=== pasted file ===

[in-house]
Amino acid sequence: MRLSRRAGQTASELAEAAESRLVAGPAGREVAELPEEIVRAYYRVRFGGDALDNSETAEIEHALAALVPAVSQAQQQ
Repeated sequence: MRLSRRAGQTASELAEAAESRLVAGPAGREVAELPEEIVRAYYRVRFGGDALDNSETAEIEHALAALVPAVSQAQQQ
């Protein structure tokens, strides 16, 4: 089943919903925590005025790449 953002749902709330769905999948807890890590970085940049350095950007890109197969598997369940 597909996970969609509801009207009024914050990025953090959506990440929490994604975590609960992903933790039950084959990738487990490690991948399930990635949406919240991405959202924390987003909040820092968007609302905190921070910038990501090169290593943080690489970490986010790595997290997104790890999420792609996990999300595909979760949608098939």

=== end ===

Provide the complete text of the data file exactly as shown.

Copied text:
[in-house]
Amino acid sequence: MRLSRRAGQTASELAEAAESRLVAGPAGREVAELPEEIVRAYYRVRFGGDALDNSETAEIEHALAALVPAVSQAQQQ
Repeated sequence: MRLSRRAGQTASELAEAAESRLVAGPAGREVAELPEEIVRAYYRVRFGGDALDNSETAEIEHALAALVPAVSQAQQQ
């Protein structure tokens, strides 16, 4: 089943919903925590005025790449 953002749902709330769905999948807890890590970085940049350095950007890109197969598997369940 597909996970969609509801009207009024914050990025953090959506990440929490994604975590609960992903933790039950084959990738487990490690991948399930990635949406919240991405959202924390987003909040820092968007609302905190921070910038990501090169290593943080690489970490986010790595997290997104790890999420792609996990999300595909979760949608098939």